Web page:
Re: Study shows brain can learn without really trying

From: Robin Faichney (
Date: Sun Nov 25 2001 - 11:36:28 GMT

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    Subject: Re: Study shows brain can learn without really trying
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    On Sat, Nov 24, 2001 at 11:50:13PM -0500, Scott Chase wrote:
    > >> I wouldn't say one's native language is imitated so much as learned.
    > >
    > >Don't you think imitation plays a large part in such learning?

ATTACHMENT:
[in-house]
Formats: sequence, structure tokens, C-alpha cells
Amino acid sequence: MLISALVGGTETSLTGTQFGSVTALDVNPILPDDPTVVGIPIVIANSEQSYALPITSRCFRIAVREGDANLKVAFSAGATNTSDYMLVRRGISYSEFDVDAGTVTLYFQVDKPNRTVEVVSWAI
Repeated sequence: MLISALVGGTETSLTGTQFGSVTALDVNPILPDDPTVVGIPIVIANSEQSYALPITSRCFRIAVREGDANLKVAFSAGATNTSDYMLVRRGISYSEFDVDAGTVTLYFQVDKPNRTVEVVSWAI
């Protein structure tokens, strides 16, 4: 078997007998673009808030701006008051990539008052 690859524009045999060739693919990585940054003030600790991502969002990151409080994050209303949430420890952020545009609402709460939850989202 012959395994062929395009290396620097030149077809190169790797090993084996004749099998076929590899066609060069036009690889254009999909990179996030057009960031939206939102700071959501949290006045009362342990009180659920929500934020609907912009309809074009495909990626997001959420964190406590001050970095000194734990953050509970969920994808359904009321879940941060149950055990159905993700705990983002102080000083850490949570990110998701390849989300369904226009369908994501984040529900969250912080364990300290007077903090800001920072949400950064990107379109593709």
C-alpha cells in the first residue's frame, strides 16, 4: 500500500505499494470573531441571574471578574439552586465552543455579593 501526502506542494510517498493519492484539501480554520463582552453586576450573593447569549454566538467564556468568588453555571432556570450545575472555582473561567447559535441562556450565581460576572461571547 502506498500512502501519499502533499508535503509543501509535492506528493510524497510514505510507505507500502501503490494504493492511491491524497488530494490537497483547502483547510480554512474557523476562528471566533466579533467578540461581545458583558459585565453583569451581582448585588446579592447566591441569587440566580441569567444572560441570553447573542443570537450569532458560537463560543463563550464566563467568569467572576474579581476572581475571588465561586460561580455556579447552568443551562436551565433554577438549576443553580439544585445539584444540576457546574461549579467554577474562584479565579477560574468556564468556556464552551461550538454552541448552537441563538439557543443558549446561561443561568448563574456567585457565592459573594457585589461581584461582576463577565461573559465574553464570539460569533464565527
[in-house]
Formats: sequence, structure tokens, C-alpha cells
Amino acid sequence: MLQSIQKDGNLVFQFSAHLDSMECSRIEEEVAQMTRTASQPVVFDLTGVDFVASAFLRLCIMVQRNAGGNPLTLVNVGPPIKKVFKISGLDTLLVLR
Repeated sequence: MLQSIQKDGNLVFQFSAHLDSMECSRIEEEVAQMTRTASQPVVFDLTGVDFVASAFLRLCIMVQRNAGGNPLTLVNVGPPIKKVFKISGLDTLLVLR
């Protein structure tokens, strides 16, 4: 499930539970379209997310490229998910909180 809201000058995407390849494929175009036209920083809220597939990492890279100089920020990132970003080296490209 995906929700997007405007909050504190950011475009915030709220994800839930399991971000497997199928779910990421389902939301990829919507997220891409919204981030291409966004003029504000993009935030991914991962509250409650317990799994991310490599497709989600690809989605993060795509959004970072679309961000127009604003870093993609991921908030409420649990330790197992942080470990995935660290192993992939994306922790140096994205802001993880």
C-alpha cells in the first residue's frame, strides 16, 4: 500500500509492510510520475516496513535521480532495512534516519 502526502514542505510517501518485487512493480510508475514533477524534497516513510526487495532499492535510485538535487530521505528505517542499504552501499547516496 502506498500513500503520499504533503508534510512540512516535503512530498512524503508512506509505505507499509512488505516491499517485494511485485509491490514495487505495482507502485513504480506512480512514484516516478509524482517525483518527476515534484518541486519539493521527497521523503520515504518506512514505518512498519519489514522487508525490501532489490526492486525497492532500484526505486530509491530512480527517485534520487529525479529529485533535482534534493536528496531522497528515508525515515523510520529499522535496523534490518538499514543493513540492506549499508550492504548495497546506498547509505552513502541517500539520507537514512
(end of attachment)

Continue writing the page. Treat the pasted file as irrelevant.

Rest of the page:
> >
    > >
    > I'm not sure about native language, but learning second languages can be a
    > chore.

    Is that relevant?

    > One could imitate the sounds of the words one hears when trying to learn
    > pronunciation of words as one learns a second language.

    "Could"? It's absolutely essential, isn't it?

    > Rolling r's as in
    > Spanish or some of the German word pronunciations might be a little awkward.

    I don't the relevance of difficulty. Or, as I said to Wade, that it needs
    to be right first time to be considered imitation.

    Robin Faichney 
    "It is tempting to suppose that some concept of information could serve
    eventually to unify mind, matter, and meaning in a single theory," say
    Daniel Dennett and John Haugeland. The theory is here:

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